Random Watching Thoughts: This is the first film I’ve watched during this run that doesn’t have the Radio RKO logo at the beginning even though it was released through them; Interesting they mention there will be live action scenes along with the animation at the very beginning; Not often we see a behind-the-scenes feature in the main film; The over-animated map is back; I wonder if any children were upset to see these live action sequences when they were promised an animated film, and also if parents thought this was just a documentary on Latin American culture; It is pretty cool seeing how the trip did influence the animators when they were making this film; How often do you hear a llama being called dignified?; Donald Duck making his big screen debut in a film; I wonder if places featured in this film saw a spike in tourism following this film; Clearly that boat was not indestructible in the hands of Donald Duck; How does that lady not realize that Donald landed in her dough?; So llama handlers are similar to snake charmers in that the llama moves in time with the flute like a snake does?; That llama was having none of Donald’s bad flute playing until he got good real quick; So llamas can apparently walk on air briefly too; Donald being told not to lose his temper is a classic “pot calling the kettle black”; Ahh, the days of animating verbal puns; The animators have great memories if they can make pristine pictures of the environment just by memory; So airplanes have families just like animals; Could they have picked a more Latin name than “Pedro” for the young plane?; Planes apparently go to school too and also get colds; They wasted no time in throwing Pedro out there into a dangerous flight; To think it would be nearly 70 years later when we got a film about planes made my Disney and Pixar; That was very anticlimactic when Pedro went past the tallest mountain, but it came back with a vengeance when he was going home; I love the narrator telling Pedro to forget about the mail when it falls, does he not know that it’s Pedro’s job to deliver the mail?; I love how the narrator was so somber when he thought Pedro had not made it before changing his tune when he survived; Buenos Aires looks like a beautiful city back in the 1940s, one could only imagine what it looks like now; Very nostalgic seeing Walt Disney on screen with his staff as they watch the gauchos in action; Of all the characters to use to symbolize the cowboy, they would of course pick Goofy; I wonder if they released the short with Goofy as a separate short; This is about as typical a Goofy cartoon in that the narrator makes everything seem so simple, but Goofy makes it more complicated that it has to be; Only Goofy could manage to eat part of his knife while eating the rest of his meal; I never thought I would see a horse dressed up like a farmer’s daughter; Rio de Janeiro is another place that looks like it would be fun to visit, especially during Carnival; We get the debut of Jose Carioca who will become more prominent in the next film; I wonder if anyone in the audience were like Donald when they were having a hard time understanding Jose; How many foreign language books does Donald need?; Funny how Jose was talking in his native language that whole time only to reveal that he can actually speak English; So Donald getting the hiccups shows that he has the spirit of the Samba.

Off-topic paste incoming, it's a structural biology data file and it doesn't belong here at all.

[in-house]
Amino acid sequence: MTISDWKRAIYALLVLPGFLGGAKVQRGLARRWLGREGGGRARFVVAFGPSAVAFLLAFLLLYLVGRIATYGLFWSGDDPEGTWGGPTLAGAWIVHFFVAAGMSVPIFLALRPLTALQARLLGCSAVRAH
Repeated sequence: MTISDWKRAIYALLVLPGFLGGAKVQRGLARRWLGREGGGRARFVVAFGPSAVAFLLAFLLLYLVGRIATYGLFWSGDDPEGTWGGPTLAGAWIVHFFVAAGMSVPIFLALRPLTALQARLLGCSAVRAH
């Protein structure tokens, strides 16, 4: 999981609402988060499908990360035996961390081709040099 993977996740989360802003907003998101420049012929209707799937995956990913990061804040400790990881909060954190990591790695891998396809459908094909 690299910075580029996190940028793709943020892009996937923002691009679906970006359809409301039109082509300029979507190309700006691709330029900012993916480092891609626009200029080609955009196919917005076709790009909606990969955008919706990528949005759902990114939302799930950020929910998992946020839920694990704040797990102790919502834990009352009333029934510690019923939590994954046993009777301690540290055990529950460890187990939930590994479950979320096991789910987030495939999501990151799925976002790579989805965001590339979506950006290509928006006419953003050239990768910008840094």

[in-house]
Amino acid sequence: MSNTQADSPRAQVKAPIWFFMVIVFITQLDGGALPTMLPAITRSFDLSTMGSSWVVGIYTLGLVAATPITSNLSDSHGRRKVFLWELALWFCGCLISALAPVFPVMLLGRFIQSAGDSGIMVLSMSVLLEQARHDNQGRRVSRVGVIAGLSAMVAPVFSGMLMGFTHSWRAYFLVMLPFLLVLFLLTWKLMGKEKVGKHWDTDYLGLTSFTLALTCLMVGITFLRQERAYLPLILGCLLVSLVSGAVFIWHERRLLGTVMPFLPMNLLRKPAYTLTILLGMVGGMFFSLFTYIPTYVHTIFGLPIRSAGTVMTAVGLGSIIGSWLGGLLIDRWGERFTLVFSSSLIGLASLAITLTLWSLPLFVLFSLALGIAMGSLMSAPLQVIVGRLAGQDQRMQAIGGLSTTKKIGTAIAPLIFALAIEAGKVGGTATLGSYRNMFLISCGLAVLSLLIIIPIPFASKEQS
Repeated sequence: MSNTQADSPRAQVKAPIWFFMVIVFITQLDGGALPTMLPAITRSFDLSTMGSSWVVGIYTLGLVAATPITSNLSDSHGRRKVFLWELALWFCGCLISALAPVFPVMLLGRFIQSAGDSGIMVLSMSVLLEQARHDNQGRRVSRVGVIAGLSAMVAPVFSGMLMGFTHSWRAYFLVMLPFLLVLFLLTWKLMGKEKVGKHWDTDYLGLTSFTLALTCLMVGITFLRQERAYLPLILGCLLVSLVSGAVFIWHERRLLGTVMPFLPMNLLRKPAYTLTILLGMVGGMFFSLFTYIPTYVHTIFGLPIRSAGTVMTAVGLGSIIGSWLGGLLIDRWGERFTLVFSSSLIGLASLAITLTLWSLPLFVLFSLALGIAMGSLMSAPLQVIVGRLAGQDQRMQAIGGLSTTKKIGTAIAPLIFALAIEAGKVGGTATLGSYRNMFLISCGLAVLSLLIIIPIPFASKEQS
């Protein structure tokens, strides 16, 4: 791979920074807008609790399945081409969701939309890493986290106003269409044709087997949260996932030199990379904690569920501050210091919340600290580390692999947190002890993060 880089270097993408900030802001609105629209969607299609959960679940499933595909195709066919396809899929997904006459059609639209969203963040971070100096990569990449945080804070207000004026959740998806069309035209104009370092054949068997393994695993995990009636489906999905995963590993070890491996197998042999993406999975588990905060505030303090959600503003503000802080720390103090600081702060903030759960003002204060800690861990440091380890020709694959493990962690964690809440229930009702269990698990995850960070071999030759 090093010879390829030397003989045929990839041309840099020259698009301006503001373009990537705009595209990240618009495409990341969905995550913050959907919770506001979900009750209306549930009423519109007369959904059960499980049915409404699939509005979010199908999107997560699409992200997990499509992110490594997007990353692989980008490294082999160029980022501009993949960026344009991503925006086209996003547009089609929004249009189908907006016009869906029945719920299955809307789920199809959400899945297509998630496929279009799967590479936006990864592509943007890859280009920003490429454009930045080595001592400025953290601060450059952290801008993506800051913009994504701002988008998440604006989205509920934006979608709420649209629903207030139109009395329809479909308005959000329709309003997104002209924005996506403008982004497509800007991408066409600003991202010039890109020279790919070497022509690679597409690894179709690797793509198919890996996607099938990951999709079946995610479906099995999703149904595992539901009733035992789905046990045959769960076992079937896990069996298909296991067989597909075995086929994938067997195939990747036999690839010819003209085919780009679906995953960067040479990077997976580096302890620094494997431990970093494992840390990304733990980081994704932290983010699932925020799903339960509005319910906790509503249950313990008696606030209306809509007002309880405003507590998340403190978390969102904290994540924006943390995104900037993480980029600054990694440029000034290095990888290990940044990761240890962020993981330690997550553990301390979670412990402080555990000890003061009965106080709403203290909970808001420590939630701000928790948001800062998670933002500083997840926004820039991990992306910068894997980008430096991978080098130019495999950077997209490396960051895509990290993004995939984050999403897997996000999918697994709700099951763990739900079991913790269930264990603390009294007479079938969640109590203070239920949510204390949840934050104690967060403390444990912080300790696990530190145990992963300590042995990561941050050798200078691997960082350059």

Overall Thoughts: Overall, this film ended up being a fine enough film though it was easily the weakest of the films I have watched to this date. It’s hard to fault them for this film because they were hurting after losing some of the animators to the U.S. government for World War II, and I get the idea of wanting to use a film to make the US audience familiar with a culture they didn’t know a lot about. It was also smart having at least two familiar characters in the film as Donald Duck and Goofy were popular enough that many would like seeing them, and it was jarring to see the film end up being so short at only 42 minutes. Given the track record they had established to this point, they were allowed to have at least one mulligan though it would be interesting to see if the upcoming package films are better than this one. As for this film, it is a pretty decent film to showcase Latin American culture, but one that ultimately can be passed over unless you are a completist.
Final Grade: 4.5/10